"For me, it's just unbelievable," said Zubek, who left coaching two years ago when he was hired as the principal of Griswold Middle School. "I knew when they left high school, they were highly-recruited, one of the top recruits in the country. ... All through high school, they rowed all over the world. So I knew they could row in the Olympics and it was always in the back of my head how cool would this be if the two of them rowed on the same team together.
"I just didn't think it was possible, more so for timing purposes. Austin is six years older. For the two of them to make it, I'm definitely proud of them and happy for them because this particular sport it's extremely difficult physically and mentally, the amount they put in since they were freshmen in high school is unbelievable.
"The fact they made it this far finally justifies all the hard work they put in for the last dozen years or so. ... Austin was definitely a once-in-a-lifetime athlete to have on my team and then four years later, I had Liam, so I got lucky twice."
There's a buzz in the Old Lyme rowing community about their two hometown Olympians.
The OLRA named a boat after Hack after he participated in the 2016 Olympic Games. Corrigan will likely be honored next.
Corrigan was born in Canada and lived in Michigan before moving to Old Lyme when he was 10 years old.
"I definitely feel like Old Lyme is home for me," Liam said last month.
The U.S. Rowing team trained in Oakland and Hawaii before arriving in Japan last week. The race venue is Sea Forest Waterway in Tokyo, which is 13 hours ahead of Eastern Standard Time in the U.S.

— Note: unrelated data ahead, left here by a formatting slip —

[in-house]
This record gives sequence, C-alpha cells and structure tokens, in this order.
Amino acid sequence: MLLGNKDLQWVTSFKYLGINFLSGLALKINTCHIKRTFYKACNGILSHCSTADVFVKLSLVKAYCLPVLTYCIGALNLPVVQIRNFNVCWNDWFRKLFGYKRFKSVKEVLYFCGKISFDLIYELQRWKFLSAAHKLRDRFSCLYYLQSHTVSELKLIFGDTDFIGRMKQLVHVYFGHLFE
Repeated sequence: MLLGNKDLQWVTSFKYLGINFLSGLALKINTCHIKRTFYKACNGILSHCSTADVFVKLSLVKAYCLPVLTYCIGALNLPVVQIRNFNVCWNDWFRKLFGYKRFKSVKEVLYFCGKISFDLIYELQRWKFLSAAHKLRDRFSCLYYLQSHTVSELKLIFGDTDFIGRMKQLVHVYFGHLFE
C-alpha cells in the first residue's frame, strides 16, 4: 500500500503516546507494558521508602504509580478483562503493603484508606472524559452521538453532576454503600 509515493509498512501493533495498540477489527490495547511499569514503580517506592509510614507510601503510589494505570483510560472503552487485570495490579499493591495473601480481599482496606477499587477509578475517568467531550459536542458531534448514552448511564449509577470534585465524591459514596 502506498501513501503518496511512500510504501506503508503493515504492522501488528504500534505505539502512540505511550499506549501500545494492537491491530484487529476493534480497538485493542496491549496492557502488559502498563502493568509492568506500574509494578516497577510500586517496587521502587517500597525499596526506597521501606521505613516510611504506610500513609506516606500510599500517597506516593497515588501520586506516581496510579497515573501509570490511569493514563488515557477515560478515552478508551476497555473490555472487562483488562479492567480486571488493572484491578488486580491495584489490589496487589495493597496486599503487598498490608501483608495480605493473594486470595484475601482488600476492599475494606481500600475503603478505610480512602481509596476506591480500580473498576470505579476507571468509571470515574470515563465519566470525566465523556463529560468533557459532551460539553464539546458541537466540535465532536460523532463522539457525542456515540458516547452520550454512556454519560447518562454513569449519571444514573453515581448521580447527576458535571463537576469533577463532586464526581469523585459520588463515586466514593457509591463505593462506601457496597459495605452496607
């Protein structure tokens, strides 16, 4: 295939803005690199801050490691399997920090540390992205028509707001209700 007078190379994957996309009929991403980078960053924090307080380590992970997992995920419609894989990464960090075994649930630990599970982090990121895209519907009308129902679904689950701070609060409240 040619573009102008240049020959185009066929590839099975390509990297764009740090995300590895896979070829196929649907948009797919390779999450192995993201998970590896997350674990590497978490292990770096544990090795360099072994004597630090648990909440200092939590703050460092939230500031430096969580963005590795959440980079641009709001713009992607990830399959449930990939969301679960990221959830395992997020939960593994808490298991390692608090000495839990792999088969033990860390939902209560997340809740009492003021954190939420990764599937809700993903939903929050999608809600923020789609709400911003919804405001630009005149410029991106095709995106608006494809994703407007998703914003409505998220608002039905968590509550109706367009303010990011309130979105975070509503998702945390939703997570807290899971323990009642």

Both Hack and Corrigan are confident about their team's chances to medal. Hack was part of the men's eight that placed fourth in the 2016 Olympic Games.
"We all have high standards and we all want to win," said Hack, who's the oldest member of the boat. "Certainly coming in fourth last time in retrospect was pretty devastating to be so close and to have even, in the days and months before, beaten some of the crews that ended up winning medals.
"I'm absolutely going back to Tokyo with the mentality to not let that happen again."
Unfortunately, their families will be unable to travel to Japan due the Olympics barring fans for health and safety concerns.
"We had the whole trip planned and we had all our tickets bought, so we were really disappointed when they announced no spectators," Rivington said. "But I understand safety and peoples' lives first."
Instead, Rivington and her husband Brian, as well as Barbara and Gregory Hack will head to Boston to watch the heat races with two other rowing families. For the finals, they'll be in Orlando with other Olympians' families to be together for the Summer Games.
Rivington heard from Liam last week via text.
"I think he's trying to keep his emotions under control," Rivington said. "We haven't actually been in too much contact with him because he's trying to stay focused. I don't want to distract him. All the guys have worked really hard the last two years, so they're focused guys to begin with."
If the Old Lyme graduates earn a medal, they'll probably be able to hear the cheering from roughly 6,740 miles away, the distance from Tokyo to their hometown. They both spent some time training in Old Lyme during the pandemic in 2020.
"They're two incredible individuals in real life, not just in rowing," Fuchs said. "They're amazing people. There will be more to come from them. It will be interesting to see what happens."